Jerome translates the term conversio. he will rule over you. 29 Definitions are taken from Lewis and Short. 1951). 27 In later Latin.” or a “grasping at. 1909). 3:24 (the verse related to our study). Both Latin terms signify a “turning” or “return” and are therefore good synonyms for the Greek ἀποστροφή. 2:19. Freiburg: Herder. 1982]) excludes works written later than 200 c. however.” OTP 2:60). 1879). the Vulgate. Of particular interest is Jerome’s decision to render all three biblical instances of hqw#t differently. though it is not in view here. indicating a type of desire. and hqw#t 233 with your husband. 25 The translation is from VanderKam.” Orval S. only vol. 82–83. Wintermute translates similarly: “to your husband you will return and he will rule over you” (“Jubilees: A New Translation and Introduction.”25 The same term is used in the Ethiopic version of Genesis in both 3:16 and 4:7.” a “longing. W. this dictionary is preferred here. Leiden: Brill.Lohr: Sexual Desire? Eve. Despite its age. In Gen 4:7.” Currents in Biblical Research 6 (2008): 405–31.” This then dovetails into his translation of the following line: the man will “have dominion” over the woman (et ipse dominabitur tui).”29 In Canticles. Genesis (VL 2. which he does not.28 More significant for our purposes is Jerome’s Latin translation. 69–71. Genesis 3:16.e. G. Oscar Boyd.27 The Old Latin (primarily) uses conversio in all three canonical instances of MT hqw#t. “Recent Scholarship on the Book of Jubilees. Jerome uses the term appetitus. 8. 28 The details may be found in Bonifatius Fischer. The Octateuch in Ethiopic: According to the Text of the Paris Codex. In Gen 3:16 he uses phrasing that indicates not “turning” or “desire” but the submission of the woman to the man. Jubilees. see VanderKam. 10. Lewis and Charles Short. VanderKam notes that “place of refuge” could also be rendered “place of return. conversio comes to be associated with religious conversion. Freiburg: Herder. however. as P. Unfortunately. 26 See J. indicating an “attack. in Gen 3:16 the matter is further complicated in that Jerome discusses the passage in his later Quaestiones Hebraicae in Genesim. where he uses from Qumran and the citations by Greek writers do not include Jub. 1992]). meaning “and under the power of your husband you will be. The Old Latin tends to use conversio (or occasionally reversio) in its rendering of MT hqw#t. Whatever the case. Canticum canticorum [VL 10/3. In his annotations. signifying a “turning” or “return. in that it is believed to be a translation of the Hebrew. with Variants of Five Other Manuscripts (Bibliotheca Abessinica 3. It states et sub viri potestate eris.” If appetitus were indeed the closest of the terms to hqw#t.26 Latin Versions We turn now to Latin versions. See Charlton T. Jubilees. 1 of the Canticles critical edition has appeared (Eva SchulzFlügel. containing introductory material. as well as VanderKam. For more on the state of the text of Jubilees. 464. we might have expected Jerome to employ it in the sexually charged Canticles passage as well. . 2:19. A Latin Dictionary: Founded upon Andrews’ Edition of Freund’s Latin Dictionary (Oxford: Clarendon. Glare (Oxford Latin Dictionary [Oxford: Oxford University Press.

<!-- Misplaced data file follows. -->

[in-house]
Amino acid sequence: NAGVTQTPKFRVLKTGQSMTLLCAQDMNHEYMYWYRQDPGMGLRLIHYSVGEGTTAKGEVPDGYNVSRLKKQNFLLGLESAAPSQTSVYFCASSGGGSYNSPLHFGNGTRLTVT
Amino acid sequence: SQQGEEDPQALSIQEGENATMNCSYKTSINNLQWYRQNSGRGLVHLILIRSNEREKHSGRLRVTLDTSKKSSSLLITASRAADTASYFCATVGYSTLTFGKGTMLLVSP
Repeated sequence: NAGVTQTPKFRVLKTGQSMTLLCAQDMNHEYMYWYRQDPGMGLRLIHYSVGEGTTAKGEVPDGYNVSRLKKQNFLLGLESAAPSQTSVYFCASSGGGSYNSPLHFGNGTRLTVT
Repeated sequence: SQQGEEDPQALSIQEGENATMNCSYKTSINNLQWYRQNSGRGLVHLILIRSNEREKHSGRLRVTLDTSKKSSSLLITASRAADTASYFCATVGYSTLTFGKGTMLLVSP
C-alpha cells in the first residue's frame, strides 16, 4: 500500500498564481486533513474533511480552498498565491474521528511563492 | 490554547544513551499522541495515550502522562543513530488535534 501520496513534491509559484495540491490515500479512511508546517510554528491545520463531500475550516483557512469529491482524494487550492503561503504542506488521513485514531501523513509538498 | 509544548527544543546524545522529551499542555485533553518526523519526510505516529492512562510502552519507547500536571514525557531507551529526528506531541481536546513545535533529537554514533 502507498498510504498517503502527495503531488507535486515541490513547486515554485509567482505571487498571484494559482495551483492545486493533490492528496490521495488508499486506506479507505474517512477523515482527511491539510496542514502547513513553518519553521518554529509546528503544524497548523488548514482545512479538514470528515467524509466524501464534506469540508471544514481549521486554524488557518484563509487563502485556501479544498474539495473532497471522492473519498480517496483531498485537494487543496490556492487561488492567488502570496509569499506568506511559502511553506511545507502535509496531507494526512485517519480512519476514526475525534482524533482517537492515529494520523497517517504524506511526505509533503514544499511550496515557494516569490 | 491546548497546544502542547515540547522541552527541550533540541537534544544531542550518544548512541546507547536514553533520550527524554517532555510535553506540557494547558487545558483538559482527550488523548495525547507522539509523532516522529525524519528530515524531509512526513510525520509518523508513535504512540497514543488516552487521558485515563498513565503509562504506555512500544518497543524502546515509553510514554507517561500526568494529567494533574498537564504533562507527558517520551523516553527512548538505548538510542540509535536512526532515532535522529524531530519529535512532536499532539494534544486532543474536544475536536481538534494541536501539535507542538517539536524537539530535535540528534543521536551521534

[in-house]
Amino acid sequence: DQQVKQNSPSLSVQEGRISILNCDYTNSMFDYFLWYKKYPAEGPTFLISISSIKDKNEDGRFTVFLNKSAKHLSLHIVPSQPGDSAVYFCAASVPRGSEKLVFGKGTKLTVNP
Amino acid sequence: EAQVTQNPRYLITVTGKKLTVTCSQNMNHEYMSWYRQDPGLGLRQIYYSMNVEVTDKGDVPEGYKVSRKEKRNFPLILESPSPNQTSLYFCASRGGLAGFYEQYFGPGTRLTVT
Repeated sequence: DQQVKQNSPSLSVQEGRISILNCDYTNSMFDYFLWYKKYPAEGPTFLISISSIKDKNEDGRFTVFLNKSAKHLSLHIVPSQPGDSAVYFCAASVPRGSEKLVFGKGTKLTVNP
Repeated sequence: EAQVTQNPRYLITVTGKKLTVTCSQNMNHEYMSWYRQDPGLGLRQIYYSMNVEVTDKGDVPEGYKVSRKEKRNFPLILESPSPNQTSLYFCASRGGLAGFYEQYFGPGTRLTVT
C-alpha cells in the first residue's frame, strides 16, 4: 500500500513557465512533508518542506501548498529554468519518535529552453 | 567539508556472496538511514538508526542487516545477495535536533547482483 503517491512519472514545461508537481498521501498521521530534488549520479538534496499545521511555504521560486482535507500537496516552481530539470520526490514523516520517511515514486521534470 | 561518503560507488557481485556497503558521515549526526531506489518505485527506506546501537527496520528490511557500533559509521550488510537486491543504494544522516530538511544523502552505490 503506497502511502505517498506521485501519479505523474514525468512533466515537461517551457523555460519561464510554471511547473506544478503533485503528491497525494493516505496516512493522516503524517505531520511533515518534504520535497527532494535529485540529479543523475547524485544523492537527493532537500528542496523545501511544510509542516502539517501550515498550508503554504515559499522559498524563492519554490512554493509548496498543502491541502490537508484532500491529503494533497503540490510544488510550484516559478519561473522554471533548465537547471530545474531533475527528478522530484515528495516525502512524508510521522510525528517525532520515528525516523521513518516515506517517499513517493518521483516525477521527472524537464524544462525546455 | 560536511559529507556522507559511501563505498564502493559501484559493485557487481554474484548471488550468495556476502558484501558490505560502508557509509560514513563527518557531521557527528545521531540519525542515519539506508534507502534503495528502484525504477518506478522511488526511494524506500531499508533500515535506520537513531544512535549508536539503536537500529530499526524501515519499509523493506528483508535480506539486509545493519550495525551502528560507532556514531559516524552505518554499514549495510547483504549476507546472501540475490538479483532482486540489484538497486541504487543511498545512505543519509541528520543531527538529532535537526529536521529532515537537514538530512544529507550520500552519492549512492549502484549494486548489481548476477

is in agreement with the LXX. the Peshitta translates the term by using the root  (“return”). 103–20. Weitzman. T. 2006). though of course detractors certainly exist. Leiden: Brill. 1995). 31 Barr. 32 This seems to be the consensus in Peshitta studies. which challenges Weitzman. Lund’s study. Yeshayahu Maori uses Gen 3:16 as an important component in building his case. Hayward. 1999). in this case. 121–28) regarding the essay (between Robert P.” in Papers Presented to the Eighth International Conference on Patristic Studies Held at Oxford.32 The long-standing debates regarding the influence of the LXX on the Peshitta will not here be answered but are certainly relevant. and an excellent overview of the relationship between the Vulgate and Quaestiones. 1979 (StPatr 18. Consult also the ensuing discussion (pp.. “Is the Peshitta a Non-Rabbinic Jewish Translation?” JQR 91 (2001): 411–18. Oxford: Pergamon. Peshitta scholars agree that there is some evidence of LXX influence on the translation of the Peshitta. 35. even 30 For more on Jerome’s Quaestiones here. Gordon and Maori).” in The Peshitta as a Translation: Papers Read at the II Peshitta Symposium Held at Leiden 19–21 August 1993 (ed. See Lund. Piet B. though never published. no. argues that Jerome’s otherwise faithful renderings in the Vulgate appear most slanted and inaccurate in matters pertaining to women. has been instrumental in challenging previous and long-held views.234 Journal of Biblical Literature 130. 33 Generally.D. After Eden: Church Fathers and Rabbis on Genesis 3:16–21 (Jewish and Christian Perspectives Series 10. In Gen 3:16 and the other two instances of MT hqw#t. . “The Influence of the Septuagint on the Peshitta: A Re-Evaluation of Criteria in Light of Comparative Study of the Versions in Genesis and Psalms” (Ph. Monographs of the Peshitta Institute 8. for instance. In an article that seeks to establish criteria for determining when the Peshitta Vorlage contained a variant or when the translator engaged in translational exegesis. 1995). Jerome A. Jerome’s Attitude to Women. Oxford: Clarendon. The amount of influence. see C. 1982). 1988). R. 33. Cambridge: Cambridge University Press. 38 n. as also stated in Hanneke Reuling. Dirksen and Arie van der Kooij. diss. 34 Maori. however. Consult also the review article by Yeshayahu Maori. Saint Jerome’s Hebrew Questions on Genesis (Oxford Early Christian Studies. For an overview of the issues involved. 1–14. see Michael P. is under debate. “The Vulgate Genesis and St. Leiden: Brill. “Methodological Criteria for Distinguishing between Variant Vorlage and Exegesis in the Peshitta Pentateuch. The Syriac Version of the Old Testament: An Introduction (University of Cambridge Oriental Publications 56.33 They are relevant because the Peshitta. 268–73.34 Maori convincingly argues that differences in the Peshitta and the MT. 2 (2011) the term conversio and makes no mention of his translation.30 Coupled with negative comments toward women in Jerome’s other writings. this suggests to some a misogynist tendency in Jerome’s Vulgate (“under the power of your husband you will be”).31 The Peshitta The manuscripts of the Old Testament Peshitta are also important in that they are generally believed to be a translation of a Hebrew original that was very close (though not necessarily identical) to the MT. He argues that there was little—perhaps no—direct LXX influence. Jane Barr. Hebrew University. 116–17.